"The Bush Administration has pursued several avenues to attempt to contain or end the potential threat posed by Iran, including pursuing limited engagement directly or through allies. Over the past two years, the Administration has focused primarily on blunting Iran's nuclear program by backing diplomatic efforts by European nations and Russia to negotiate permanent curbs on it. International concerns on nuclear issues and other strategic issues have been heightened by the accession of Mahmoud Ahmadinejad, a hardliner, as president. With Iran continuing to advance its nuclear program, some advocate military action against Iran's nuclear infrastructure, but others believe that continued diplomacy, combined with offers of economic rewards or threats of international sanctions, is the only viable option. U.S. sanctions currently in effect ban or strictly limit U.S. trade, aid, and investment in Iran and penalize foreign firms that invest in Iran's energy sector, but unilateral U.S. sanctions have not ended Iran's WMD programs or shaken the regimes grip on power. Still others believe that only an outright replacement of Iran's regime would diminish the threat posed by Iran to U.S. interests, and this view has apparently gained favor within the Administration as Iran has resisted permanent curbs on its nuclear program."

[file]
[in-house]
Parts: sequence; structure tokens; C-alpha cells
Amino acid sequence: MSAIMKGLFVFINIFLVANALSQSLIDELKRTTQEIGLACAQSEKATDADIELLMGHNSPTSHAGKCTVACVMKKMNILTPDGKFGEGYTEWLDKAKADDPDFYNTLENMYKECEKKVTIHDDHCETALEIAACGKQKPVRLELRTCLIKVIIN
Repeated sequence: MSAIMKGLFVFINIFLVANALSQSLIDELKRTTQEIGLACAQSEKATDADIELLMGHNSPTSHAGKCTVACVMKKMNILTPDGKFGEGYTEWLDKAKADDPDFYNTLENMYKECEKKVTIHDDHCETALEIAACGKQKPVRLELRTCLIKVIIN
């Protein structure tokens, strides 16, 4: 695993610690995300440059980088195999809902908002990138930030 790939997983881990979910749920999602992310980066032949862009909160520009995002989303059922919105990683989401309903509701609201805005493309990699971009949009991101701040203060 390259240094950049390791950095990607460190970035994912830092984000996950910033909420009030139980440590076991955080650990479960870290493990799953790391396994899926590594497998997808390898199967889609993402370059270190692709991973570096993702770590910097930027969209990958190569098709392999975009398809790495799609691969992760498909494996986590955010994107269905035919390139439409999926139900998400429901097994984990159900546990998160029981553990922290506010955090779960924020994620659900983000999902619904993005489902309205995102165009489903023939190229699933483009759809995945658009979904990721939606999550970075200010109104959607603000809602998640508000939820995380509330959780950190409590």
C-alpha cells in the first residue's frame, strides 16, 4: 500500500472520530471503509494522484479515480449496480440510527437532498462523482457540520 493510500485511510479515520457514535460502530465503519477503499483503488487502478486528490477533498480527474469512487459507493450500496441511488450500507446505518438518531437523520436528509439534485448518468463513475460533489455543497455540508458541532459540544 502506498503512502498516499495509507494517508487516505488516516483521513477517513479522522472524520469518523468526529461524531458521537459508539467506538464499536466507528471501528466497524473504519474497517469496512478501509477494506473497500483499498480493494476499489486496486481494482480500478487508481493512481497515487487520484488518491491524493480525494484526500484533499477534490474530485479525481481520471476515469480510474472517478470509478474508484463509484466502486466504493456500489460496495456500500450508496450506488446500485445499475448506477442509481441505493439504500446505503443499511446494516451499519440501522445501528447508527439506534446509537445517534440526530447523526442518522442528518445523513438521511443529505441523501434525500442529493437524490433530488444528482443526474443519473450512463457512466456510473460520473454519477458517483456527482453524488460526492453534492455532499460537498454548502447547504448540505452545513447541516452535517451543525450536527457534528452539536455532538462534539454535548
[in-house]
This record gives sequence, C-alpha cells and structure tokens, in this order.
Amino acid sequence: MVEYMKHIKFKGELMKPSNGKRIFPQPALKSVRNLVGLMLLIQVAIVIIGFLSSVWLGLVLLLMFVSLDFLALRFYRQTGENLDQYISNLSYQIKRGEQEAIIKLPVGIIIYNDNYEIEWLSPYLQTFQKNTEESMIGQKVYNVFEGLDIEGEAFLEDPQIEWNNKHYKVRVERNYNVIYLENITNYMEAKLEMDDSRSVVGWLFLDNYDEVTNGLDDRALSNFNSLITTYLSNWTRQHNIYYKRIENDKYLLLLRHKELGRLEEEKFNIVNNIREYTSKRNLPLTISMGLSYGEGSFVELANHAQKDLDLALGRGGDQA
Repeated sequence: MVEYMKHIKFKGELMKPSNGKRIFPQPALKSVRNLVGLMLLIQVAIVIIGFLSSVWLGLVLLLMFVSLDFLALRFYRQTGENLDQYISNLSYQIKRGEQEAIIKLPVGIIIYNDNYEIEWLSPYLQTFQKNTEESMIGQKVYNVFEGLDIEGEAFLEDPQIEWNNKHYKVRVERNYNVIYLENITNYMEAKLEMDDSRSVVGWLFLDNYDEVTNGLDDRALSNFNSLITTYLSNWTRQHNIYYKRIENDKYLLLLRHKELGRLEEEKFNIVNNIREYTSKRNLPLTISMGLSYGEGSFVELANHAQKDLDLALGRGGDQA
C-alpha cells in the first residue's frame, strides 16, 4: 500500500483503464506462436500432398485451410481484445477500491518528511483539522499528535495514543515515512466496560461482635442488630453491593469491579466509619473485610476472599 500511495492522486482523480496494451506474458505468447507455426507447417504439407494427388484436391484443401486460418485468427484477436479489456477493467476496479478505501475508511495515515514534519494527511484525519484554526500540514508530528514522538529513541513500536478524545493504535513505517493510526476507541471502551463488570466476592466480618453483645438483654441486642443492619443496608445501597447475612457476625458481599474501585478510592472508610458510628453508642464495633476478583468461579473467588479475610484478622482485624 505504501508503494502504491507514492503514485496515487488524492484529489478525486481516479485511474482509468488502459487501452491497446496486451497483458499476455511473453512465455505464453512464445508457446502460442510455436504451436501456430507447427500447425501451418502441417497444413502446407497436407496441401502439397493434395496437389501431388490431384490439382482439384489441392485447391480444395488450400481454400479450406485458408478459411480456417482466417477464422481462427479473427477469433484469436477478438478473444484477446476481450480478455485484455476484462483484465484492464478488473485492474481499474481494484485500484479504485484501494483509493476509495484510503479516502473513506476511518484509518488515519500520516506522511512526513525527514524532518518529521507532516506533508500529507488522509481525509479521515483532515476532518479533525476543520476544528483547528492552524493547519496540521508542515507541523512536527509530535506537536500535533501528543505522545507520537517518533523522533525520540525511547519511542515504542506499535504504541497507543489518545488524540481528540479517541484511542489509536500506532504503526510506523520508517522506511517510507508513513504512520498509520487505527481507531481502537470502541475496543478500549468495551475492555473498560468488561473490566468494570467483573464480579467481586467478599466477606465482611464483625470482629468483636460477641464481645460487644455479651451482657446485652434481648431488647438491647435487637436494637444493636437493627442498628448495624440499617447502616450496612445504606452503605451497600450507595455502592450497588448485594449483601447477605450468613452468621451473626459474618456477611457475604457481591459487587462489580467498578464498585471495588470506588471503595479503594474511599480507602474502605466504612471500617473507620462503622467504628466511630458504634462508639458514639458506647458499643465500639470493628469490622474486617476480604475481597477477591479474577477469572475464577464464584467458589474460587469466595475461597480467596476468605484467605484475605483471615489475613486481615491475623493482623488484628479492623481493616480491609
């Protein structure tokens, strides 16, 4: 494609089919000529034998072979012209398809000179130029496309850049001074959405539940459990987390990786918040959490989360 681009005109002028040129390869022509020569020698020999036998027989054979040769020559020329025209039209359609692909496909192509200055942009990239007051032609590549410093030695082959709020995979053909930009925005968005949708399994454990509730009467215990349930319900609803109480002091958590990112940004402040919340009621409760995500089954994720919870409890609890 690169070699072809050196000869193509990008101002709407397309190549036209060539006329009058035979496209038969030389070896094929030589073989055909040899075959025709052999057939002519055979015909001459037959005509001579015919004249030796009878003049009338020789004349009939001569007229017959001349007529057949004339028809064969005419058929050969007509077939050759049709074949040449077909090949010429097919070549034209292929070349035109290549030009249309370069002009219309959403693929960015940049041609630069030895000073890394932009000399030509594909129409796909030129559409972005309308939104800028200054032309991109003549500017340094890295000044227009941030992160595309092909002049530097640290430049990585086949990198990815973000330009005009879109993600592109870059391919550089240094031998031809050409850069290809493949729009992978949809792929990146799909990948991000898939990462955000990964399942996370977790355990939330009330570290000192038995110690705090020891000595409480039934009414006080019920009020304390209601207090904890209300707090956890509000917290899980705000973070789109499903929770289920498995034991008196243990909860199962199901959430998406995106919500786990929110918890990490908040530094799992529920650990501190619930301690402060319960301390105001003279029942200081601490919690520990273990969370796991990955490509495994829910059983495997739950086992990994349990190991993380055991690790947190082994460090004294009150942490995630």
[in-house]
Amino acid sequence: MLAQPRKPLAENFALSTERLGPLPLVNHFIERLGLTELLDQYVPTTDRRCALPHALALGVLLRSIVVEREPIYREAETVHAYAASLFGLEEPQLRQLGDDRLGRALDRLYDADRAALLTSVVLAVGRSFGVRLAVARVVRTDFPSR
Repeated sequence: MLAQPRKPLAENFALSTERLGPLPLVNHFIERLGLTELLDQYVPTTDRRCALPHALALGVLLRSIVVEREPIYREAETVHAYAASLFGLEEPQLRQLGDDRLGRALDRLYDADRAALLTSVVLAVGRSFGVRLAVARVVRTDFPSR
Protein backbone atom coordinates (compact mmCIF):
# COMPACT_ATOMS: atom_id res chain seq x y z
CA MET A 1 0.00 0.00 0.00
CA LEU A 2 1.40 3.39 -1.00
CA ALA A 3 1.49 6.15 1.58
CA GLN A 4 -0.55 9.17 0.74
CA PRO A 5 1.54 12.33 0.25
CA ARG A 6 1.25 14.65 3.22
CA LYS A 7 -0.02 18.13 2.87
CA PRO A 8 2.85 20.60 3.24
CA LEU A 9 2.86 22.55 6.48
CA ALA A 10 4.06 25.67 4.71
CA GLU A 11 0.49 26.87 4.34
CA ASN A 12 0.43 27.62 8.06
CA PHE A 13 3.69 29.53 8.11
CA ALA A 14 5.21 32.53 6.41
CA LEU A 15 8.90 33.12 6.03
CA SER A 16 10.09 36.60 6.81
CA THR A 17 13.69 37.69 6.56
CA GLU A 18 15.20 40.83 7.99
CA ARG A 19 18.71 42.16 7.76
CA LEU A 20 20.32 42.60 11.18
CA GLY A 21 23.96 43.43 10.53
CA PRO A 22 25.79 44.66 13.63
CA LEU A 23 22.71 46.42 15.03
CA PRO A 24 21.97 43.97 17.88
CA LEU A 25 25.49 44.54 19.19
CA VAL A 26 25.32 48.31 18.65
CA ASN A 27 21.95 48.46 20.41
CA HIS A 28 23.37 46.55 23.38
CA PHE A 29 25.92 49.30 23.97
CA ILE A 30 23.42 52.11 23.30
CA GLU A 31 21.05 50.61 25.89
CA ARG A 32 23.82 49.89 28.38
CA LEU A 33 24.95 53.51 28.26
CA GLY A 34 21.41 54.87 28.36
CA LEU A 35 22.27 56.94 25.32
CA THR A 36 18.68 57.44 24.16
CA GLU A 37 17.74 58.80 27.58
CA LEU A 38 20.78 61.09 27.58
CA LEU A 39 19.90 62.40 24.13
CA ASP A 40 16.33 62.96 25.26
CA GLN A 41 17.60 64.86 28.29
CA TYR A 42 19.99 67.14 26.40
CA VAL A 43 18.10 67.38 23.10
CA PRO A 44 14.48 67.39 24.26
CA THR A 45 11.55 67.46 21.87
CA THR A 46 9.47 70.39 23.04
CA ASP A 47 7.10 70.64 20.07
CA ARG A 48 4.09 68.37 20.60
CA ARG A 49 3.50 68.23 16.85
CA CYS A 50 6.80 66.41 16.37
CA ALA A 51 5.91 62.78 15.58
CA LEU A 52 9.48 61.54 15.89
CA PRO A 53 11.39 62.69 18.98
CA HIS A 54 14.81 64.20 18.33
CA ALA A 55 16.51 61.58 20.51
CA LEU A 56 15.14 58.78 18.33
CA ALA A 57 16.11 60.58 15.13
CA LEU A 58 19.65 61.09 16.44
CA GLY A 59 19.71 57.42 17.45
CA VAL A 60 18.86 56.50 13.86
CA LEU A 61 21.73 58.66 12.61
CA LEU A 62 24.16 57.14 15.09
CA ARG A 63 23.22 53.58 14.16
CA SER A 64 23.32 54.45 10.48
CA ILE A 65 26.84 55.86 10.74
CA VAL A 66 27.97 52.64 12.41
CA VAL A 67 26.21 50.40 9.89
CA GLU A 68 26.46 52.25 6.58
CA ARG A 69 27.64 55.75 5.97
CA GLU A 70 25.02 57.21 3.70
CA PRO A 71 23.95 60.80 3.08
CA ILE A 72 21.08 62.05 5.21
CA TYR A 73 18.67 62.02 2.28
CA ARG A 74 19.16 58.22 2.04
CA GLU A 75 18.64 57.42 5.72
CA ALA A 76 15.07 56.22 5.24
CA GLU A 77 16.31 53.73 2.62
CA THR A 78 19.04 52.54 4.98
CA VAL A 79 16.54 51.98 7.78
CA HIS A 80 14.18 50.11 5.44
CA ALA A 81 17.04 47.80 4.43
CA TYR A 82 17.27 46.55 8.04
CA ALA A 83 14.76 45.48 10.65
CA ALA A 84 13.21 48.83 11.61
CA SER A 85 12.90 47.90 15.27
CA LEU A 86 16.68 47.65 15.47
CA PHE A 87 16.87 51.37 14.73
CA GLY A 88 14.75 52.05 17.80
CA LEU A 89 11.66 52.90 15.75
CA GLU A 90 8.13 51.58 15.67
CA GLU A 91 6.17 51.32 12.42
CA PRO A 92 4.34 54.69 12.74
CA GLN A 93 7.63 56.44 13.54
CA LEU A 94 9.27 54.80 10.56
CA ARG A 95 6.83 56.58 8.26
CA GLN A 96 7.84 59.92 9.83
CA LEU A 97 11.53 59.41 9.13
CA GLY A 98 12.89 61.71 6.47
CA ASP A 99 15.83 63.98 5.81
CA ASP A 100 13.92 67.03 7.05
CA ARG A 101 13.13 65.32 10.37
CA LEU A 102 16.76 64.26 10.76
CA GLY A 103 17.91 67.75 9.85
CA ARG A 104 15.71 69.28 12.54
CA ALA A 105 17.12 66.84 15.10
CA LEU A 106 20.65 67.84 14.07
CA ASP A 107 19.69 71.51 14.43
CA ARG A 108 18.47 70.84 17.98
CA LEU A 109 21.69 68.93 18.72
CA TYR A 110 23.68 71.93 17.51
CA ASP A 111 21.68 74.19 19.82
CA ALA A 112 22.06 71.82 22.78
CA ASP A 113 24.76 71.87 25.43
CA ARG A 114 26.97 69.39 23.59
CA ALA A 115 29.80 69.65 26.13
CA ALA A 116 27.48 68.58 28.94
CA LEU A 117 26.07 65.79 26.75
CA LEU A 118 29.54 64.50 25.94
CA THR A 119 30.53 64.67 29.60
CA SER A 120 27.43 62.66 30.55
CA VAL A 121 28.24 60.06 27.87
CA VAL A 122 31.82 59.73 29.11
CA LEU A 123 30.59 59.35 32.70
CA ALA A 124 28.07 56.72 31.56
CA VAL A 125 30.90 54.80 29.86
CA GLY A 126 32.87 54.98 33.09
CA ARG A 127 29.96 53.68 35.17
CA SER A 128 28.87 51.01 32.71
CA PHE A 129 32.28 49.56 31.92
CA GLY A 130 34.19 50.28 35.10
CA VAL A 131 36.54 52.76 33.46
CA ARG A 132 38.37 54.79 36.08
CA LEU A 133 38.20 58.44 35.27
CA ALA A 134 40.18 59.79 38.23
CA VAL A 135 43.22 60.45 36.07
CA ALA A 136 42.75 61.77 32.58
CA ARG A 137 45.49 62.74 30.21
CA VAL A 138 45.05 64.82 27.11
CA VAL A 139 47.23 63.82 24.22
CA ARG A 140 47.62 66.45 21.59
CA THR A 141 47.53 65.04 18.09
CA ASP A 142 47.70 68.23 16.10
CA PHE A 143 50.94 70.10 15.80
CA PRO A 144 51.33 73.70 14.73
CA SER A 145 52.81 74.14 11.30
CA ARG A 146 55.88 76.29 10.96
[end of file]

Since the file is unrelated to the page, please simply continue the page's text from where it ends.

CRS Report for Congress, RL32048
Federation of American Scientists: http://www.fas.org/main/home.jsp